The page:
You may have heard on the academic grapevine that I will soon be leaving Trinity College Dublin. As with all moves I’m both sad to be leaving, but excited to take on new challenges. I’ll be around until the summer, but now this is common knowledge I wanted to explain why I’m moving on. And also to make something else really clear – I’m not leaving because I dislike working here! The School of Natural Sciences (and particularly Zoology where I’m based) has been a fantastic place to work for the last three years. The staff are friendly and supportive, the students are top notch, and the working environment here is energetic and collegiate. I’ve met some amazing people and I hope to continue working with them. I’ve also learned more than I thought possible in just three years.
Then why am I leaving? Mostly it boils down to the “one body problem“. We’re all familiar with the “two body problem”, whereby people in a relationship are forced to find ways to make their relationship and careers work at the same time. Sometimes this involves partners trying to get jobs in the same place, although it could be detrimental to their careers; other times people live apart so they can have more choices over which job to take. Either way it’s a crappy problem and I feel terrible for people in that situation. We talk less about the “one body problem” which also disproportionately affects women and minority academics, particular LGBT academics. I also believe it may be an important reason why these groups leave academia so I think it deserves more attention when we’re thinking about equality.
The “one body problem” refers to the difficulties single academics face when moving around for jobs. In its own way this can be just as bad as the “two body problem” (it’s often quite frustrating when people tell me how lucky I am to be single and free to move about). Arriving in a new place as a single person is daunting and, without the support network of a partner or friends, it is also extremely isolating. Making friends in a new place takes time, and the heavy workloads of academic jobs leave little time for friend making attempts. Added to this, academics are very transient so it’s not unusual to make a new friend, and for that friend to leave just a few months later (in Dublin even the non-academic community is fairly transient). This is particularly hard for international postdocs who don’t have family or friends living nearby to escape to at the weekends. The other issue with the “one body problem” is that eventually most single people would like to meet someone, even if they’re currently happy living an independent life. In some places this is next to impossible, for example, tiny college campuses in the middle of nowhere, and gets harder as people get older. Again this disproportionately affects women and minorities.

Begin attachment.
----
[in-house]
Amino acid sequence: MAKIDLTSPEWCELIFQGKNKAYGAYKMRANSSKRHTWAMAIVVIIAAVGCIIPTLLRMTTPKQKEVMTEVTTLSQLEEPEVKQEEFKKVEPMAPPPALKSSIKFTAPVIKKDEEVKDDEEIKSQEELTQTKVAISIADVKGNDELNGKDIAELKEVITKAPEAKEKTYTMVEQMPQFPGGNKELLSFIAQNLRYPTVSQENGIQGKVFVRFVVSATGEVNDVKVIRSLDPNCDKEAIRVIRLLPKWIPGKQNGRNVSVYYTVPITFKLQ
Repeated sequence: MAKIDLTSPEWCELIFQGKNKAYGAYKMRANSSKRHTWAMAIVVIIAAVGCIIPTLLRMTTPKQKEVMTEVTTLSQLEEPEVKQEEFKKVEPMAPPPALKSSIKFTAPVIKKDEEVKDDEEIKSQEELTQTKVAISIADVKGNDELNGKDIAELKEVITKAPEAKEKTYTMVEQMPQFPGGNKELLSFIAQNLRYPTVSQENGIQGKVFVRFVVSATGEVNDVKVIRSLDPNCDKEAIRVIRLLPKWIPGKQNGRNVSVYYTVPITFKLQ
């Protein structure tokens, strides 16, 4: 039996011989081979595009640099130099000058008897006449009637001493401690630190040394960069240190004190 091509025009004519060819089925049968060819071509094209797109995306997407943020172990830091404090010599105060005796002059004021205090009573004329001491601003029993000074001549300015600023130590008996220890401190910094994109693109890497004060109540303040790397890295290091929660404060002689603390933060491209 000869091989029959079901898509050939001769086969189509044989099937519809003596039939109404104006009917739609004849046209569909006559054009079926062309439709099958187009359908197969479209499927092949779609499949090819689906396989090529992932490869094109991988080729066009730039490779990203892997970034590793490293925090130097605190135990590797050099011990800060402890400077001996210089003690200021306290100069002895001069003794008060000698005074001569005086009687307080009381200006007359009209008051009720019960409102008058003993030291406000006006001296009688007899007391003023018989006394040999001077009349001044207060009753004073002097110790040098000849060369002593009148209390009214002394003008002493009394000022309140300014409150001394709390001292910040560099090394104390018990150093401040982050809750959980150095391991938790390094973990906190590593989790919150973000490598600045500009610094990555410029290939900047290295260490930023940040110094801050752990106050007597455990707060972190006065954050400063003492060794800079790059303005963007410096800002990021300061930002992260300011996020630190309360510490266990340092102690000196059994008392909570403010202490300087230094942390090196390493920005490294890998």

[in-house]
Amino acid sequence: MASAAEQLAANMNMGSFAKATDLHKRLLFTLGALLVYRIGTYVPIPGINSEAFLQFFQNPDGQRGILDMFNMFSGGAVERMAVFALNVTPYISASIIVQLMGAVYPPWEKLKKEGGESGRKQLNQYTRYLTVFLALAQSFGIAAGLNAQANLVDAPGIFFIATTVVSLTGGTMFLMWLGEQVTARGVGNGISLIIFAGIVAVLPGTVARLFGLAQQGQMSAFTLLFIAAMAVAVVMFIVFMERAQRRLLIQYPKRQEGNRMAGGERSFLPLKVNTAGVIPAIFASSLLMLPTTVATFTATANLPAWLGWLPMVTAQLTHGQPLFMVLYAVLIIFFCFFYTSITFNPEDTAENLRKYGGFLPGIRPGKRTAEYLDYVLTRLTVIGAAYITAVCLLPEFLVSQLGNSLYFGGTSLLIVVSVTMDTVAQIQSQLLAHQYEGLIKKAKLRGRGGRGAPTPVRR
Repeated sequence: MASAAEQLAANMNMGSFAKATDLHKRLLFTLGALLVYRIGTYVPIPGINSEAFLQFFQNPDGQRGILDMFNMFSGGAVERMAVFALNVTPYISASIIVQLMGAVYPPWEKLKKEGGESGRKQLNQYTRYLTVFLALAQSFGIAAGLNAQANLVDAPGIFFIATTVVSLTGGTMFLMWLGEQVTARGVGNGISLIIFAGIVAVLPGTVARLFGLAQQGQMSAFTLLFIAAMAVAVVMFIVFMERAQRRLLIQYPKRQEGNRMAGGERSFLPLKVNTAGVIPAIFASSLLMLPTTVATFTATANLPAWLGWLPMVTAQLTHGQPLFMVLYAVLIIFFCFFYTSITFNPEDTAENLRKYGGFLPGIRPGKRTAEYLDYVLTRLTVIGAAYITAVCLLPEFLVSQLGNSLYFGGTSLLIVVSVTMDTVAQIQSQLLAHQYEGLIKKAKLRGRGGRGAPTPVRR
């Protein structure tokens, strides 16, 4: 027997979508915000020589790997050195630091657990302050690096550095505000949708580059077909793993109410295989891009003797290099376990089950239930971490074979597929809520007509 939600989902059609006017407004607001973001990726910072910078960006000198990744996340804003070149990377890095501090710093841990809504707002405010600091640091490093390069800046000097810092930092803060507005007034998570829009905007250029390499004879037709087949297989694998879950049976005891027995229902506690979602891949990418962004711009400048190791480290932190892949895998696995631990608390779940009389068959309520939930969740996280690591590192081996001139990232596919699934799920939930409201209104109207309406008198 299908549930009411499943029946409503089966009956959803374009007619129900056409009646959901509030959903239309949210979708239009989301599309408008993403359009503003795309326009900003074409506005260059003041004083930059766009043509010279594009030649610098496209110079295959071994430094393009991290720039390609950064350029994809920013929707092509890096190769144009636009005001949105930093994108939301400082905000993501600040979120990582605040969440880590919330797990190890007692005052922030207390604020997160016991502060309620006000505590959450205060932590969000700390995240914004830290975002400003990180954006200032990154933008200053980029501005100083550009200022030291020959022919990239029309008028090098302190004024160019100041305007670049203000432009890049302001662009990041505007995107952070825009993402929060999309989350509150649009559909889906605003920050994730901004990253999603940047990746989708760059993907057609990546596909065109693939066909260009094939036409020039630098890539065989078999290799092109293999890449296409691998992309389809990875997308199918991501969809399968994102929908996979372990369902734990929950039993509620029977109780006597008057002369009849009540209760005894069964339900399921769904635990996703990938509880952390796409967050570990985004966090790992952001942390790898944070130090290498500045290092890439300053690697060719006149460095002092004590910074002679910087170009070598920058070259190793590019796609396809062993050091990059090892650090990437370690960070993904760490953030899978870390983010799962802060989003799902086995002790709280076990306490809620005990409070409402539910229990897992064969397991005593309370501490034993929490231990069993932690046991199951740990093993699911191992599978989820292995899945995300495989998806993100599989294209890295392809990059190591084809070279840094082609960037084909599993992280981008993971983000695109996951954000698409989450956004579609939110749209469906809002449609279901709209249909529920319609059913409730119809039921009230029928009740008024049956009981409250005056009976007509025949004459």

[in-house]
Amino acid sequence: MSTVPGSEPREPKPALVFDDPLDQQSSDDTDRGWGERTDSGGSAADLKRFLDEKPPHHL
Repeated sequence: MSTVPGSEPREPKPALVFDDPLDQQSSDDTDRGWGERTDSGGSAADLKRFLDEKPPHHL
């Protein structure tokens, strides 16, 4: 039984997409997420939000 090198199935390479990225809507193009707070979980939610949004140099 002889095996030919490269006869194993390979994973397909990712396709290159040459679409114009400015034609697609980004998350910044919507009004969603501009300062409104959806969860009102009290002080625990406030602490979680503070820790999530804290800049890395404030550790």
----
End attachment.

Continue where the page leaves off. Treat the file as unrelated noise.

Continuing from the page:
I’ve found this problem has become worse for me in recent years. I think this is partly because of my change in job status. As a PhD student and a postdoc I had far more free time to try and make friends when I moved. There were also lots of social events organised for students/postdocs where you could meet each other, and also form a bit of a community. This sort of thing is less common once you’re a professor. Also I’m now the one staying put as the postdocs and PhD students I’ve befriended move on to other places. It also reflects the fact that most people my age are married with kids, particularly the younger faculty here. We get on really well at work, but at 4pm everyone goes home. Eventually I realised that this situation was causing me a considerable amount of stress and unhappiness which was only going to increase as the friends I’ve made in the last three years prepare to finish their postdocs or PhDs and move on. So I’m leaving Dublin because I don’t have a stable support network here and in the long term that is not a good thing for me (or anyone).
If you have new single people joining your department I hope you’ll try and help them to settle in and don’t just assume that being single is the easy option for academics! Note that I’m not saying the “two body problem” is easier! Let’s just recognise that the academic lifestyle is hard for everyone and try to consider how to make things more equal for all women and minority groups, not just those with two body issues, and/or children.
Author: Natalie Cooper, @nhcooper123, ncooper[at]tcd.ie
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